BMW Motorrad Spezial

Kawasaki 250TR

Kawasaki 250TR
The vintage dirtbike influence is growing in the custom scene. Street trackers (like those from Mule Motorcycles) are getting more attention, along with iconic machines from luminaries such as Ron Wood. The vintage motocross scene is booming. And even regular café racers are sporting dirt-track Dunlop K180 rubber to get the vintage look. The mainstream manufacturers are a little behind on this—with the exception of Triumph and its Scrambler—but in Japan, Kawasaki has a success story on its hands with the 250TR. The early 1970s trail bike influence is clear, from the choice of fenders and tires to the crossbar on the handlebars. And it works strangely well, with just the right amount of chrome, and retro-style turn signals and lighting. It’s a simple and lightweight bike, with an air-cooled, fuel-injected thumper and a kicked-up, blacked-out exhaust that could have come straight out of the SuperTrapp catalog. The good news is that the 2011 model 250TR sells for the equivalent of just US$4,400 including taxes, which sounds like a bargain to me. The bad news is that it’s reserved for Japan and the other Asian markets. As a side note, the Japanese have always been more aware of how a rider looks on a bike: check the bottom image in the gallery below. It’s designed to show the stance of the 250TR with a 173cm (5’8”) rider on board. [Via Bike Bros.]

Kawasaki 250TR
Kawasaki 250TR
Kawasaki 250TR
Kawasaki 250TR

  • Coreigh

    I want one.

  • Tinman

    Wow it looks just like a motorcycle should. No plastic Banana, No stupid high stance, just a nice simple Enduro, like many of us grew up on. This is what the Buell Blast should have been.

  • Iain

    Really nice. First thing that went through my head though was this –

  • Hiwatt Scott

    Good looking bike, and surprise, surprise: It looks good with a rider on it as well! Personally, I’d like to see pics similar to the last one as a requirement to get on Exif, but that’s wishful thinking.

  • Dennis

    If only they made a 500cc model for the states, I’d buy one in a heart beet!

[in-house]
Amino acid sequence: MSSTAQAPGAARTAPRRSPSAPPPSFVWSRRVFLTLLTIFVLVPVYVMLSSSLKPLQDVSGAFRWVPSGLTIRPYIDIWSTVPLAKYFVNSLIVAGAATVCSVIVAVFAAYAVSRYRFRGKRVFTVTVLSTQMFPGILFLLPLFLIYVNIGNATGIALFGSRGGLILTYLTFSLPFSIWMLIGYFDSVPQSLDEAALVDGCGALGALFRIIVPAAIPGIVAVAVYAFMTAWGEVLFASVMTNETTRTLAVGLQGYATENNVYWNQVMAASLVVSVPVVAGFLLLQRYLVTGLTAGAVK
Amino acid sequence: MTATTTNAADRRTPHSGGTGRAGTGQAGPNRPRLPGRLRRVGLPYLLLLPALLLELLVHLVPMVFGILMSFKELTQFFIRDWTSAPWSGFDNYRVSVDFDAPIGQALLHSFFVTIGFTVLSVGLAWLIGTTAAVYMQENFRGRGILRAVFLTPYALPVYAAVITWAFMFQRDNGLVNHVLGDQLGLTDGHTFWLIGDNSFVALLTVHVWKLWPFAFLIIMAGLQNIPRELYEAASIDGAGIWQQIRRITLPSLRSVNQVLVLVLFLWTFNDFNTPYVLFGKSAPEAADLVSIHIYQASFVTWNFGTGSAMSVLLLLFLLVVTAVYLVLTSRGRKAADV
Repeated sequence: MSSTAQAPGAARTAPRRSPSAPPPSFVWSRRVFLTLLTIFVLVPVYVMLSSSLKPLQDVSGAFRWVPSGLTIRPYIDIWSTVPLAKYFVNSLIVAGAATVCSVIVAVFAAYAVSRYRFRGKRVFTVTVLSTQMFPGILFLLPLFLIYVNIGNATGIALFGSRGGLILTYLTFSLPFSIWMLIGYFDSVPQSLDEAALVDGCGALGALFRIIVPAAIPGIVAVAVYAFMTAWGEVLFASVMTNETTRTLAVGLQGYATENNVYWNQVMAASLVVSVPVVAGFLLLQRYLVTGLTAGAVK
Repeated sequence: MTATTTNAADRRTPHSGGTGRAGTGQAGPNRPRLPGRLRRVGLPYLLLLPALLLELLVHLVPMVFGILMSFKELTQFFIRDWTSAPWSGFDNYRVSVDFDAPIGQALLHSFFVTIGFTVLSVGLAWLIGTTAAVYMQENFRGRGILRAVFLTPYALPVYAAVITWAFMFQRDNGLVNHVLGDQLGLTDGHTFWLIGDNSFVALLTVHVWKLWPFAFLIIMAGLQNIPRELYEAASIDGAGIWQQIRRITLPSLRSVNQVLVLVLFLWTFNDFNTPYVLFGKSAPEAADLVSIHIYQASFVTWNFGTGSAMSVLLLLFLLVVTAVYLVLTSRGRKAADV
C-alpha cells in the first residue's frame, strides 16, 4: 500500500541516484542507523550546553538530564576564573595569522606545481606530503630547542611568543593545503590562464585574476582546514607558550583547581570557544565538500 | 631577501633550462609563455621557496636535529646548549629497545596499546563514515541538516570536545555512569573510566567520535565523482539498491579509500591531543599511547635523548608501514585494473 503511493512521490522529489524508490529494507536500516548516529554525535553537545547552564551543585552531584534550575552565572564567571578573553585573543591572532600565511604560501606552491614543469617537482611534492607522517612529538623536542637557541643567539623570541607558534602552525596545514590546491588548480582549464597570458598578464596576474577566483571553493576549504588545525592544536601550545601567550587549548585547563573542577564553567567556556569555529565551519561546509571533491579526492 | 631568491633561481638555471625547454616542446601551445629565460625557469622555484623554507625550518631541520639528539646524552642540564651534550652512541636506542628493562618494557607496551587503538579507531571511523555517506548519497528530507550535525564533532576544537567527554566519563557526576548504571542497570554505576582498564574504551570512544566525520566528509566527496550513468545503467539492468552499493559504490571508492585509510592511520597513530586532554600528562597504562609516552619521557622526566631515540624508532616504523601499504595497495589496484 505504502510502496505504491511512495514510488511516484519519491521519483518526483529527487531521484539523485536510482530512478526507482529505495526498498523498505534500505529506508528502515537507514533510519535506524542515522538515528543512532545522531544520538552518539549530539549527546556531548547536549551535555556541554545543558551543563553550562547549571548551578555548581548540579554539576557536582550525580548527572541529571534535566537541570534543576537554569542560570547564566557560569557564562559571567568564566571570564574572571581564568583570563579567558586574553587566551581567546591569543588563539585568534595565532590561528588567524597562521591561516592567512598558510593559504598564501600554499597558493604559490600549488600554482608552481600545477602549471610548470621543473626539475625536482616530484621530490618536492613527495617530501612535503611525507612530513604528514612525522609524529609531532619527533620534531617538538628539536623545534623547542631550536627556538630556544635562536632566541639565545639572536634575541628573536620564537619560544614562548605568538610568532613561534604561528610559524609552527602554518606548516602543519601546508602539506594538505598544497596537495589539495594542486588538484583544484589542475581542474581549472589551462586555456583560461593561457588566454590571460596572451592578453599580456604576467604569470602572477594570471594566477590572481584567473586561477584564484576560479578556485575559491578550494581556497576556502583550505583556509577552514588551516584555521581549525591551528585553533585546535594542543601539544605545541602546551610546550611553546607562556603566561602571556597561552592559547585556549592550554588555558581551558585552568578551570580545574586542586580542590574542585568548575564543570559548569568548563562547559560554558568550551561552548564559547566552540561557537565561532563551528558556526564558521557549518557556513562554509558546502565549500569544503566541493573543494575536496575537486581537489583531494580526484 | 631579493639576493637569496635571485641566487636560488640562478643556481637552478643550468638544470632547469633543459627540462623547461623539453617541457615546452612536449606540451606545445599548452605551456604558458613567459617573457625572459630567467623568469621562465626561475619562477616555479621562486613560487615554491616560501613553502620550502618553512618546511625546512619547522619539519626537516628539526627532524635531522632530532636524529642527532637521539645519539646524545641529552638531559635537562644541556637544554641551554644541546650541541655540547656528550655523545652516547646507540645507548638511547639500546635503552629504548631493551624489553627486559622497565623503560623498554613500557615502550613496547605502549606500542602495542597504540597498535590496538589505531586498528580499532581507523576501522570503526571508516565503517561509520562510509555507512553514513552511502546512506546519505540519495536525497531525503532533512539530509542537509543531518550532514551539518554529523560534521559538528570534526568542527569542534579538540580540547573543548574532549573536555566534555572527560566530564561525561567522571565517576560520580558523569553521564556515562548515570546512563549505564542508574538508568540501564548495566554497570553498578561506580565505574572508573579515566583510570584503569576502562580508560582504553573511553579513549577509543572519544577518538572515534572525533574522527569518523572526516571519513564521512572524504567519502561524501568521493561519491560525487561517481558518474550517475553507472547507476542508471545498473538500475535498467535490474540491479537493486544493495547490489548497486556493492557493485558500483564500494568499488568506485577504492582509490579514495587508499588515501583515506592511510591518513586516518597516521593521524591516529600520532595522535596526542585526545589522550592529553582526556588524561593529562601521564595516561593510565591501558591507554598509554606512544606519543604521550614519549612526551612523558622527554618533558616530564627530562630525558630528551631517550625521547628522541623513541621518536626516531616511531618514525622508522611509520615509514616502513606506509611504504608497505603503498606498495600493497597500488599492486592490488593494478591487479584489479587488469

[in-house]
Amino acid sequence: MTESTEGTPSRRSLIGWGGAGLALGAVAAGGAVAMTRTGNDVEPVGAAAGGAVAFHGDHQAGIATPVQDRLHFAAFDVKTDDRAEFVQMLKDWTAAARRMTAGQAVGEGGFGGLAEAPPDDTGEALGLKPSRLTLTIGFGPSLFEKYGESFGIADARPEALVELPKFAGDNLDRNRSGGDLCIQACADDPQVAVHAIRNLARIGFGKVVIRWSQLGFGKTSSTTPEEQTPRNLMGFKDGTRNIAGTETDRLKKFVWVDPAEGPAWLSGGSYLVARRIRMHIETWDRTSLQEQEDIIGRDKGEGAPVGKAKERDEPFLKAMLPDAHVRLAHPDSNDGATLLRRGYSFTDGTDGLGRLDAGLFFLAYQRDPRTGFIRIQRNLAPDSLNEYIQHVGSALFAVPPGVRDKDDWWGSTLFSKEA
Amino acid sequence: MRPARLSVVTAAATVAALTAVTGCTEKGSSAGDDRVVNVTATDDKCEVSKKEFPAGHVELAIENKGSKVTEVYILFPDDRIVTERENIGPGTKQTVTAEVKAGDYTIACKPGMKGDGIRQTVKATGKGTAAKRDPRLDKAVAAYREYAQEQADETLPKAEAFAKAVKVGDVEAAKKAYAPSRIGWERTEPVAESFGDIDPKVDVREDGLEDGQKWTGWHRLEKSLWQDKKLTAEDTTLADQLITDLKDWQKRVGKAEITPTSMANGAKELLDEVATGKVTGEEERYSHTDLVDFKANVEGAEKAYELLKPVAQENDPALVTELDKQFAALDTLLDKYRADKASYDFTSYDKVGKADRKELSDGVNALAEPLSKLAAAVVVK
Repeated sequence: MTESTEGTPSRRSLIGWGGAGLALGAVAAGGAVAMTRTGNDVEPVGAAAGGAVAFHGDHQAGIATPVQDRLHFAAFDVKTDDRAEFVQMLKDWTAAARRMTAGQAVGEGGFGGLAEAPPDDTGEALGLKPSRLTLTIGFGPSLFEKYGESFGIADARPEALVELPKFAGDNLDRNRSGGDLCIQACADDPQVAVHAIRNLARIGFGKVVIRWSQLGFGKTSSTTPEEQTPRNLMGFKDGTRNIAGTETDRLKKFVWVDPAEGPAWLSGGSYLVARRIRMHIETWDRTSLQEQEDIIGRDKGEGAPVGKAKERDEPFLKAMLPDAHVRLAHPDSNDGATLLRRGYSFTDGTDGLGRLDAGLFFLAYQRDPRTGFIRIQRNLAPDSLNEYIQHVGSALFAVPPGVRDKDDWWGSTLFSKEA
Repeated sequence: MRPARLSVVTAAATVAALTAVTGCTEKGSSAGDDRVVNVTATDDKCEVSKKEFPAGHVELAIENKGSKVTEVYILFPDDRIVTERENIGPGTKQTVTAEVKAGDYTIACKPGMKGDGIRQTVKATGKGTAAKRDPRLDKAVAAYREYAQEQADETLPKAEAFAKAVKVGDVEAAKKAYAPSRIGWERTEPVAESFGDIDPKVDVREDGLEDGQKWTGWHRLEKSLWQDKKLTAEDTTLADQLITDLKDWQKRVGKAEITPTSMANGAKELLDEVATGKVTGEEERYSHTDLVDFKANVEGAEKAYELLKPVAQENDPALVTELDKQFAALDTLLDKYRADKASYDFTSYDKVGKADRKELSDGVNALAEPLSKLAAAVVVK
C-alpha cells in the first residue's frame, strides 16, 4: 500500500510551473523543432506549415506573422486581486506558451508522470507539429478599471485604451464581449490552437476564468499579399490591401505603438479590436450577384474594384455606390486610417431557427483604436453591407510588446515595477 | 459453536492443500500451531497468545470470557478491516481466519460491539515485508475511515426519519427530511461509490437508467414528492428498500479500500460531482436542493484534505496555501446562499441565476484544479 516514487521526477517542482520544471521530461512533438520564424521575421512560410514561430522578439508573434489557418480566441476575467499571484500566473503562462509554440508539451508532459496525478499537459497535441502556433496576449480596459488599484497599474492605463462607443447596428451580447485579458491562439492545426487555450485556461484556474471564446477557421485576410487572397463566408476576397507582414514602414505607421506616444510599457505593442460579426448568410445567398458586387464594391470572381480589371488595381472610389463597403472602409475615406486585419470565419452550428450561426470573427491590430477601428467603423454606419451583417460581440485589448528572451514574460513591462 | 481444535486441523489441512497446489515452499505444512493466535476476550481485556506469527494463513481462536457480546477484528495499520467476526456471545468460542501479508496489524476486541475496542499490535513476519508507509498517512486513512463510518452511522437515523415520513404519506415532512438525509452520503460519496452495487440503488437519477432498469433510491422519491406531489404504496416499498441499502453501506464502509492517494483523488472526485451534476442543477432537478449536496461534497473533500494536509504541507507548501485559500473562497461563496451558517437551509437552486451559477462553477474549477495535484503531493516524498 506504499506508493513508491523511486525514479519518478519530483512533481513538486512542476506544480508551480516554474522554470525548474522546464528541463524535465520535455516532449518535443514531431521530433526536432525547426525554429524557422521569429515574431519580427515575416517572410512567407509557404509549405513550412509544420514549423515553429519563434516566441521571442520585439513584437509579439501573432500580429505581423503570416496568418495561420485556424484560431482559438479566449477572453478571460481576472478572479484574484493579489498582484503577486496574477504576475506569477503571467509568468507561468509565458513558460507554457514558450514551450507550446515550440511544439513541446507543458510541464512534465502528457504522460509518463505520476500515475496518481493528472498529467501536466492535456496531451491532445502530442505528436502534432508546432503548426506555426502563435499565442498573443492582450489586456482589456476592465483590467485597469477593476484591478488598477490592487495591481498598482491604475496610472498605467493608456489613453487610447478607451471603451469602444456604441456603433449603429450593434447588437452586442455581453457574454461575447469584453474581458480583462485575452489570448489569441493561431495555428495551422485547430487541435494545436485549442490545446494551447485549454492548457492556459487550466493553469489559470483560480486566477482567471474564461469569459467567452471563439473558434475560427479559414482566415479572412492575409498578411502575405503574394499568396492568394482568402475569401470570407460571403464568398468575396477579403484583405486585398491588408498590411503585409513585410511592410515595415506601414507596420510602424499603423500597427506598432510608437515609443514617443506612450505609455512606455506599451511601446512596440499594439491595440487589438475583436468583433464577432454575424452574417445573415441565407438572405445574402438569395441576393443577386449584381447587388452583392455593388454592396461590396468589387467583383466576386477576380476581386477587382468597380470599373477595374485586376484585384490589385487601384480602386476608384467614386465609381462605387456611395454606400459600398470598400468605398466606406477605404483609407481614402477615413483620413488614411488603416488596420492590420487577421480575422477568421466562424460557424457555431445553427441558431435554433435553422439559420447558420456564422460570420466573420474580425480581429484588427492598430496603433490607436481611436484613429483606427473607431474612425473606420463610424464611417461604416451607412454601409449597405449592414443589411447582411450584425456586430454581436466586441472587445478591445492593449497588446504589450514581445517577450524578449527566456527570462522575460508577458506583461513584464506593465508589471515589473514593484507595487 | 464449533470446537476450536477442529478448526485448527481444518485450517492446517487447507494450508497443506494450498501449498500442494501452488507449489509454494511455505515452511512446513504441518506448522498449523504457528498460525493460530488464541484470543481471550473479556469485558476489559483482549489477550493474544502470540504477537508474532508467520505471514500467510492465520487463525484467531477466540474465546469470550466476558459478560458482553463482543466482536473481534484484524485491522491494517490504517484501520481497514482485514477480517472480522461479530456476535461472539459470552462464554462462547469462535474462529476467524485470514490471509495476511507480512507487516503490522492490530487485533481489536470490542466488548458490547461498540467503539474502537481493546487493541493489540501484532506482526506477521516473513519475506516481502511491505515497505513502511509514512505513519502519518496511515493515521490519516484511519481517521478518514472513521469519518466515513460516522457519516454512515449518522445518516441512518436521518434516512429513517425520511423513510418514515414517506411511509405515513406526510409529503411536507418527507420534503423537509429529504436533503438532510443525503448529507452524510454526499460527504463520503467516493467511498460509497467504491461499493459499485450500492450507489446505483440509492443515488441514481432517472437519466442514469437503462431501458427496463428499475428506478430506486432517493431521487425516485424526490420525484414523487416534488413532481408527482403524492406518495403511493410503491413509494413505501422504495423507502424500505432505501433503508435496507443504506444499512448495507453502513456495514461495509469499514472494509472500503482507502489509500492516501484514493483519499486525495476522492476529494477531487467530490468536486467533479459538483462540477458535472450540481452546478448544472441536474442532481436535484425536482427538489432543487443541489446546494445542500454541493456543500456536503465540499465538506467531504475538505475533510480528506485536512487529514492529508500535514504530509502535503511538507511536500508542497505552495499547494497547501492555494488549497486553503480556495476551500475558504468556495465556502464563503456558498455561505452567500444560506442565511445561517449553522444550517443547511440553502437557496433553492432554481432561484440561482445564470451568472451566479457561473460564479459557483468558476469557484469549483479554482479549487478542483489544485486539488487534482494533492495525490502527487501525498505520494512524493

• Don

    Looks a lot like the 1969 Kawasaki 250 Sidewinder. Those were the days!

  • Buzz

    I think the Royal Enfield Woodsman fills the same niche and for about the same money. Japanese dealer support would be easier to live with though.

  • ClumZoid

    I second Hiwatt Scott’s comment on getting more pics with riders.

  • Nice looking bike. I like the retro influence: it’s hard to find brand new bikes with that sort of style. Though this particular model is just begging for someone to chop off that whale of a rear fender.

  • @ John Whittet:

    I think a lower-profile tail light would probably do the trick and maintain the front/rear symmetry. Just putting my thumb over that huge light really lightens the appearance without detracting from the retro dirtbikeness.

  • I reckon this old school scrambler would be a joy to ride.. Nice one!

  • nick northey

    Hello, Dues Ex Machina? i think we may have found a great platform for your next custom!

  • OSR

    Wow! Kawa, please please bring them to Germany!

  • PeteP

    How about the Yamaha XT250, 2008 and 1981 versions? Not close enough?

  • herbs

    What a beauty! Never seen such bike in Europe.

  • The latest XT250 looks like a regular dual-sport/enduro to my eyes. Great fun, no doubt, but not retro in any way.

  • rotom

    Of course you can’t get them here, …that would be too much like the right thing, besides it doesn’t look like Japanese superbike with odd sharp angled plastic panels everywhere and a loud paint job similar to those on jetskis.

    Apparently all bikes must meet this description inorder to sell here in US.

  • Aaron Burke

    Missed this the other day, what potential for a fun small sized bike.
    Change to a high enduro style pipe and tidy up the rear lights. Throw on a small rack and you would have a great city commuter bike, sure beats a boring plastic covered scooter!

  • I love these little bikes – perfect for customising – here’s a couple I found in a Greek bike magazine 2 years back, that are neat as a pin:

  • Awesome, reminds me of where I started out, my first bike was a Honda XL100 when I was 10 or 11, hooning around may mates farm, no safety equipment, just jeans t-shirt and boots, and Im still here to tell the tale. Great Days!